The Conservatives as the party of business is a “distant memory”, the shadow chancellor has claimed.
Rachel Reeves said Labour’s plan for the country was “proudly pro-worker and proudly pro-business”.
Speaking at an event in Bury, the MP for Leeds West said: “Under Keir Starmer’s leadership, Labour has changed, but so too have the Conservatives.
“The Conservatives once called themselves the party of business. That’s a distant memory.
“When the Prime Minister said, ‘F business’, I thought it was a throwaway remark. Little did I know it would be the central organising principle of his government.”
Ms Reeves accused the Conservatives of being “the party of high taxation because they are the party of low growth”.
Setting out Labour’s plan for the economy, she said: “Now is the wrong time to raise taxes on ordinary working people.
“Labour would keep bills down by cutting VAT on energy and expanding the Warm Homes Discount (Scheme), taking at least £200 off the typical bill – with up to £400 in additional support for low and middle earners and pensioners – paid for by a windfall tax on North Sea oil and gas profits.”
Ms Reeves said Labour would support high streets by “abolishing business rates and replacing them with a fair system that levels the playing field between online multinationals and high street businesses”.
She added: “Labour would start now with our plan to create apprenticeship opportunities for young people, which could have seen 100,000 extra apprenticeships created this year, to drive our economic recovery.”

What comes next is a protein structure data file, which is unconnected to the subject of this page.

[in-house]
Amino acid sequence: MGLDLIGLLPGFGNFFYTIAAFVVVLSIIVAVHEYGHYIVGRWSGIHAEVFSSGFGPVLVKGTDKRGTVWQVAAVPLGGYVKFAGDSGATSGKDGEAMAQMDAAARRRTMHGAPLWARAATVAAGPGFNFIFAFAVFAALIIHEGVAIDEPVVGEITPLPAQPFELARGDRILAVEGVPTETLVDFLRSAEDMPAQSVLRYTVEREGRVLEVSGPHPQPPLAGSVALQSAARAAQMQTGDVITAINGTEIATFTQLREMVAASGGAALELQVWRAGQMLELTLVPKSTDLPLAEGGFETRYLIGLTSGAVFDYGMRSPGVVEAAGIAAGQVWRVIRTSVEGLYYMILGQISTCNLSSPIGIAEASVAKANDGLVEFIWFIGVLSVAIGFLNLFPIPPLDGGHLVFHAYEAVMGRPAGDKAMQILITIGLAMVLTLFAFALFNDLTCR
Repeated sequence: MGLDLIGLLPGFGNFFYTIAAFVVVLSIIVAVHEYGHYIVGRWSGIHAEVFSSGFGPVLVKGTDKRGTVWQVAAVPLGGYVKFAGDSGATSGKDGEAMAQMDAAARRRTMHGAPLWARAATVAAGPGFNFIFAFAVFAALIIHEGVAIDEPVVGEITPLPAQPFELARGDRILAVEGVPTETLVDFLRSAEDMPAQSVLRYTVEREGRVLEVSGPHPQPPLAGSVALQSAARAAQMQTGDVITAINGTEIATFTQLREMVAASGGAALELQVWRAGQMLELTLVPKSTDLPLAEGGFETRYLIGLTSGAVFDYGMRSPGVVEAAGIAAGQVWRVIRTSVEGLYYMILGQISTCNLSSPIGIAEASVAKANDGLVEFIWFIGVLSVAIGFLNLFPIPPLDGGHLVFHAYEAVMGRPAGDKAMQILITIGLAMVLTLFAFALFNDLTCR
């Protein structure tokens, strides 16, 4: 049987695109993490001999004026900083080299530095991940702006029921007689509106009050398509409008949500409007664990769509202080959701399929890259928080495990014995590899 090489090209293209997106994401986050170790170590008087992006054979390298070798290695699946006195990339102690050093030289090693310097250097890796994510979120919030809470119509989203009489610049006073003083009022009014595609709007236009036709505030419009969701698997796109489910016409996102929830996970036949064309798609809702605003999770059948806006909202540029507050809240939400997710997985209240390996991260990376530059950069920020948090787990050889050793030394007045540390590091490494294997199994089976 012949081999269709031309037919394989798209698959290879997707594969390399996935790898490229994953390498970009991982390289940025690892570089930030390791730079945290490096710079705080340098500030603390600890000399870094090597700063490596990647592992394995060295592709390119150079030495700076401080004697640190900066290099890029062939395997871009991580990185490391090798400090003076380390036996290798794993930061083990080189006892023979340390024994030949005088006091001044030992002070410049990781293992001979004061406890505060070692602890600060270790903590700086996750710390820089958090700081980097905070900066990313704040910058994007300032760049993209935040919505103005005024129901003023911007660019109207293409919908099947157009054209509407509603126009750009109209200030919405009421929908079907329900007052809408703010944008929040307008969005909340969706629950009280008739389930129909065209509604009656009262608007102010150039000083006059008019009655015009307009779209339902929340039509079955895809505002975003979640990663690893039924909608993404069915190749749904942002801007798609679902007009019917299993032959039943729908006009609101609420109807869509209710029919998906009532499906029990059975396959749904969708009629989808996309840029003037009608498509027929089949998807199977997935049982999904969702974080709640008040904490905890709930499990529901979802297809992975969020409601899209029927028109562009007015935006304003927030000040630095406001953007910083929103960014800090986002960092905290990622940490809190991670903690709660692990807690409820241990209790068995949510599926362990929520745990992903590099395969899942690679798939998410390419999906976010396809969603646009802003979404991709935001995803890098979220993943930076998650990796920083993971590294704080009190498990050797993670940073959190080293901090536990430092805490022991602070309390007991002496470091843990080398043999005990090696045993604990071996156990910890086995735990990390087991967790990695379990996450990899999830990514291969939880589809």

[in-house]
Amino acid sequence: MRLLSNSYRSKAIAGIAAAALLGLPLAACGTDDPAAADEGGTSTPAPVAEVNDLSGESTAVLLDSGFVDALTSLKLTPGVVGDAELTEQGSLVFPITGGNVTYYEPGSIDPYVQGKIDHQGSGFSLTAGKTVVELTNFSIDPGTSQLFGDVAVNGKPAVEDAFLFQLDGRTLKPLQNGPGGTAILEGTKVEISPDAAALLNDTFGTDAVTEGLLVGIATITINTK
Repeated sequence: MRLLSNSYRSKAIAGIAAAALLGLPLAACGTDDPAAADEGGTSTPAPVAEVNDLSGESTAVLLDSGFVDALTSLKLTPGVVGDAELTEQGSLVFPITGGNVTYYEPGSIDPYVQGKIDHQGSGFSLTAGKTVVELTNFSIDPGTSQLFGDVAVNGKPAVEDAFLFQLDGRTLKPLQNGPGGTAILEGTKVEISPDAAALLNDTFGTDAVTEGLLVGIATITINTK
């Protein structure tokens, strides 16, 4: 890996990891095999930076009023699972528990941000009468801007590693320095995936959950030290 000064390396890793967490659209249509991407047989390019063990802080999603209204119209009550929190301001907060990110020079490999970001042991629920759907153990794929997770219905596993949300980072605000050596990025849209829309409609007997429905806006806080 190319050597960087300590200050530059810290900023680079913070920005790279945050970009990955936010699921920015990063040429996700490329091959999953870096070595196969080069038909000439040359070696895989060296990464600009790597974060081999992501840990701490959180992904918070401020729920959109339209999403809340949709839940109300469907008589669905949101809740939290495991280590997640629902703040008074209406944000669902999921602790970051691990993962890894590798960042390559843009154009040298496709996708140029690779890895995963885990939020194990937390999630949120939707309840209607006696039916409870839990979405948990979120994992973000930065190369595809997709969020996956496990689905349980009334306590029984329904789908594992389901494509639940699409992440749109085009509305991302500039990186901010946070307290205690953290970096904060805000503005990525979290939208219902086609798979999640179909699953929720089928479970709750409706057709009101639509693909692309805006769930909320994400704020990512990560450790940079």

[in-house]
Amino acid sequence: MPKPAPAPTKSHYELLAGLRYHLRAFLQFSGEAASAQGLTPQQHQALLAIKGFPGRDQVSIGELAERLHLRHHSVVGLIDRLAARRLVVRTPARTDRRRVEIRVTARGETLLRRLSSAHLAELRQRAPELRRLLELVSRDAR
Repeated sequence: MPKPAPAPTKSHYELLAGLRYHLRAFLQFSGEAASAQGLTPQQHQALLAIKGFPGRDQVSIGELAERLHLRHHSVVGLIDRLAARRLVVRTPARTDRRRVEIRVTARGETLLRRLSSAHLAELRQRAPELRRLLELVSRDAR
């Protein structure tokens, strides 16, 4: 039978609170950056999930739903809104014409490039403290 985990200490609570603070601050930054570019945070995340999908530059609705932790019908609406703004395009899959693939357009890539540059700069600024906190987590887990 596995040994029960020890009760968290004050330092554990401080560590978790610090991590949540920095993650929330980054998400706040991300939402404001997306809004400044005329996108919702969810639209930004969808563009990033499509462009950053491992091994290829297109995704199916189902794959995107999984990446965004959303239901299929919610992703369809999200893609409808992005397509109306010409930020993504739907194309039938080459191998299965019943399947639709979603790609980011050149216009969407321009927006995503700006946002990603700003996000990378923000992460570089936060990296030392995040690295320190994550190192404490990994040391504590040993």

She emphasised Labour’s climate investment pledge of £28 billion for each year of the decade “to ensure the industries and jobs of the future are found all across Britain”.
A Labour future, she said, would entail “gigafactories to build batteries for electric vehicles, a thriving hydrogen industry, offshore wind with turbines made in Britain, planting trees and building flood defences, getting energy bills down and guaranteeing Britain’s energy security, and allowing our economy to adapt as we drive down our carbon emissions”.
Ms Reeves went on to say Labour would “champion British businesses at home and abroad”.
She said: “The first step is to make Brexit work for the British people – addressing the flaws in the Tories’ deal that are hitting our food and drinks manufacturers, creative industries, and professionals.
“We will build on the UK-EU trade deal in the interests of British businesses to cut red tape and make life easier for our exporters.”
Ms Reeves was joined at the event by Christian Wakeford, the Tory MP who defected to Labour on Wednesday.
She began the speech by saying: “It is particularly fitting to welcome Bury South’s own Christian Wakeford to the Labour Party.
“Christian, like so many others, sees that our country needs Keir Starmer’s leadership and a Labour government now more than ever,” she said.